Calmer Waters: Reducing Sound Exposure to Marine Mammals During Seismic Surveys



Developing the World’s First Bandwidth-Controlled Seismic Sound Source


Expanding environmental regulations the world over require more sophisticated tools for seismic exploration. As we learn more about marine mammal hearing sensitivities, there is a greater need for an environmentally conscious acoustic energy source for marine seismic exploration. The airgun was chosen as a proven source to be modified to fit the needs of eco- friendly oil and gas exploration. 

What were the project challenges? 

Modern energy sources used in offshore seismic surveys operate at a level that may be irritating to common marine mammals, such as whales, dolphins, and pinnipeds (seals and sea lions). The challenge was to develop a bandwidth controlled seismic source to minimize sound in the frequencies that which the cetaceans are most sensitive, while still providing the seismic bandwidth adequate for survey operations. 

The proposed design required greater than usual attention to engineering detail due to an increase in mechanical control and sophistication. The airgun mechanism is re- designed to exert greater control over acoustic spectral emissions. The design also needed to meet or exceed current reliability expectations. It was also critical that the new design be a drop-in replacement for current sources, using all existing array infrastructure in addition to working with current airgun controllers.

What were the innovative technical solutions available to the project team? 

WesternGeco and Teledyne jointly developed the eSource, a bandwidth-controlled seismic source that suppresses frequency content outside the main seismic bandwidth. This reduces exposure levels to marine mammals while still outputting the energy needed for a reliable survey.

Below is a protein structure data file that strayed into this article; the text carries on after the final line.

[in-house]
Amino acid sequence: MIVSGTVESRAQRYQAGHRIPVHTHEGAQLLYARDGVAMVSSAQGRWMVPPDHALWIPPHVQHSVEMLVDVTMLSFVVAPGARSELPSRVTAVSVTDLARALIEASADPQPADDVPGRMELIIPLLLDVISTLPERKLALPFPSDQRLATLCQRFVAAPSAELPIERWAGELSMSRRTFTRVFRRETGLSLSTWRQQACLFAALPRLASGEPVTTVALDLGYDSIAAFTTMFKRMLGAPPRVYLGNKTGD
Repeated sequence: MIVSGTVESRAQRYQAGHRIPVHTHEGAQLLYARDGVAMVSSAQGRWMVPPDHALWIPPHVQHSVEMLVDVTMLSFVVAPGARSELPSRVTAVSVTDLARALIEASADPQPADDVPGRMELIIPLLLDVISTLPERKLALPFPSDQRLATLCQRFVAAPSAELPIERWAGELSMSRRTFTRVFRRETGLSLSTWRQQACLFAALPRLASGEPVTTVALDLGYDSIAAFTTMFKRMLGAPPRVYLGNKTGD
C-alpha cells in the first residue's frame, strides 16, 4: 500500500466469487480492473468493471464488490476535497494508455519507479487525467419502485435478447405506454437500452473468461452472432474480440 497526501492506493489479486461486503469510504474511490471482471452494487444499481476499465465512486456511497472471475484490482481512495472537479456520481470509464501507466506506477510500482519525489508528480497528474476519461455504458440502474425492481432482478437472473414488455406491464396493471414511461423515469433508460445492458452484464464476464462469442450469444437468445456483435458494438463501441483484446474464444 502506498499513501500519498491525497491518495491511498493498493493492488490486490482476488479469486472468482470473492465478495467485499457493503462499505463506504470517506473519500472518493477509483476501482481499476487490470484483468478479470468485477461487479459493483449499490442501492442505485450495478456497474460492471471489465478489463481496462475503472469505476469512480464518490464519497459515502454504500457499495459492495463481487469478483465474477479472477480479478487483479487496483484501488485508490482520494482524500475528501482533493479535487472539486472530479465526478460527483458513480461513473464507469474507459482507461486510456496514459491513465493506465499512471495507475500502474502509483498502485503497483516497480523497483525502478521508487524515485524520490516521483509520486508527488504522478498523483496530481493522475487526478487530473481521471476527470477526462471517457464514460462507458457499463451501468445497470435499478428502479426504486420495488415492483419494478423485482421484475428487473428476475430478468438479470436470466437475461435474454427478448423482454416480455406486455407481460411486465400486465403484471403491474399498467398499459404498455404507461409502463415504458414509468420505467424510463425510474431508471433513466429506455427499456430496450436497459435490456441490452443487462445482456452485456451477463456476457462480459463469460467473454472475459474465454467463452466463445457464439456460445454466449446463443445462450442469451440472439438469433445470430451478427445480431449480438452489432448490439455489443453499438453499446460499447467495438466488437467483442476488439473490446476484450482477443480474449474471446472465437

Alternate technology solutions include mechanical mufflers to retrofit  current airguns and marine vibrator systems designed to emit acoustic energy continuously rather than impulsively. Although such alternative solutions have much merit and benefit to seismic survey, none can achieve the reliability of a purpose- built airgun mechanism. 

What was the final engineered technical solution? 

The final solution is a mechanical acoustic filter achieved through two complementary technologies. In the first, exit ports which expel air into the water and produce acoustic energy are specially designed using computer fluid models to limit higher frequency content during actuation of the airgun. Secondly, the internal airgun mechanism is designed to apply greater control to the quickly moving valve that releases air through the ports. The design achieves its target of up to 40dB less spectral amplitude above 100Hz, while maintaining the energy below 100Hz necessary for seismic exploration. 

What were the benefits of selecting this particular approach/solution compared with the others proposed? 

The benefit of this environmentally conscious airgun is the ability to negotiate more lenient treatment with environmental organizations during the permit stages of a seismic survey. This can mean anything from quicker survey completion to lower overhead from a decrease of mandatory alternative mitigation technics for marine life safety. This leads to a potential savings of millions for large surveys and the difference between winning a job and not being competitive. ​​